Roughly six years ago, I wrote a guest post for Kami Huyse’s blog about the role of messaging in public relations – at the time, the term “key message” had developed a bad reputation. Folks were hopping aboard the Cluetrain Manifesto’s proclamation that “there’s no market for messages,” and robotic-sounding politicians and executives, saying the same words over and over again, had grown annoying and old-fashioned to an increasingly sophisticated public.
Though I disagreed with a ban on messages even then, as I said in 2009, the “no-message movement comes from a good place: the need to inject humanity into our communications. It’s a call to organizations to eliminate corporate-speak gobbledygook, and just be real.”
While there’s still room for improvement, the state of key messages has improved immensely in the first half of this decade. In the age of two-way communications and social media, we've seen that overly packaged messages have an inauthentic air. Some organizations had to learn this the hard way, but now the vast majority of those earning a living crafting and communicating key messages knows: customized and situation-appropriate conversational language is a requirement.
Obviously, this doesn’t mean key messages are “dead,” they’ve just evolved – thank goodness. As most of us know, key messages continue to be one of the cornerstones of public relations and communications.
January is often the time for a key message refresh for communications professionals and our clients.
When crafting modern key messages, keep in mind they should be:
- Focused on the audiences’ interests and pain points, not just your client’s products/services
- Easy to understand, as brief as possible and free of buzz words
- 100% correct and verifiable
- Usable in all of the tactics you’re planning for your client’s program/campaign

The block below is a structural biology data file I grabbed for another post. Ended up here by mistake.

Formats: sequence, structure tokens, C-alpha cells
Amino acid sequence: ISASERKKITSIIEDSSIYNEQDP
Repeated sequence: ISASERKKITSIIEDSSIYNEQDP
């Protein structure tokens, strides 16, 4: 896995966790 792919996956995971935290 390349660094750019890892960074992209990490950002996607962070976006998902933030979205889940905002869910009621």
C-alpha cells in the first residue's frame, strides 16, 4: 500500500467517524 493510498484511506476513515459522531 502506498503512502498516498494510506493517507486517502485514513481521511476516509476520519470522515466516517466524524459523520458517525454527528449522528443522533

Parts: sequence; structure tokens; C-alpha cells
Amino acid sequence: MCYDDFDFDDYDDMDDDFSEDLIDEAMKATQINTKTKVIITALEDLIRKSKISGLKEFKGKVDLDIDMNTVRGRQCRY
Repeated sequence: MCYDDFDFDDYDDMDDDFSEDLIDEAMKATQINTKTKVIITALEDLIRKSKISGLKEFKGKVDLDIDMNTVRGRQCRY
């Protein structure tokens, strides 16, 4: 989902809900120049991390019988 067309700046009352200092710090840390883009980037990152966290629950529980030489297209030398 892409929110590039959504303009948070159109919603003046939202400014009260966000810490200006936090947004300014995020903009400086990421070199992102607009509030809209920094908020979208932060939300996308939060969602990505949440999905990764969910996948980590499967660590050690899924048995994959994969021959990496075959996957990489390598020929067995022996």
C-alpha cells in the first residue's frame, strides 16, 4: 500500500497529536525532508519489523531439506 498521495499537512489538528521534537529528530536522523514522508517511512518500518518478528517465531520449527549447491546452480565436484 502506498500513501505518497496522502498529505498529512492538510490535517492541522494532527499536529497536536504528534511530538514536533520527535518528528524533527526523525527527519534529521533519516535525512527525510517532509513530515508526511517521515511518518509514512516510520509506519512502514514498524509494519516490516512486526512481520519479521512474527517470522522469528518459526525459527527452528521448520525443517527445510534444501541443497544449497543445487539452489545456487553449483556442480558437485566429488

- Written with enough differentiation that they wouldn’t apply to your client’s competitors
Whether you use a full message map format or something simpler in its presentation, the time-tested best practice for modern key messages involves the development of 1) a central message; 2) supporting messages; and 3) the proof points that offer backup and/or more detail. The format can be as simple as a multi-level bulleted list.
A fictional example could look like this:
In addition to audience retention and the ability to respond to questions faster, having agreed-upon messaging in place helps you align client stakeholders, build spokesperson confidence and provides a useful metric when measuring and tracking success. It’s hard to believe messaging was a controversial topic five years ago, but I think it’s a testament to the progress communicators have made in recent years that it seems a little silly when we look back! What do you think?
For more information, including 10 downloadable key message formats and detailed message mapping templates, join Solo PR PRO Premium today!
Members: download the 25-page ebook, Key Messages and Message Mapping here.
Image credit: http://stackoverflow.com/nocaptcha[ts_fab authorid=”1″]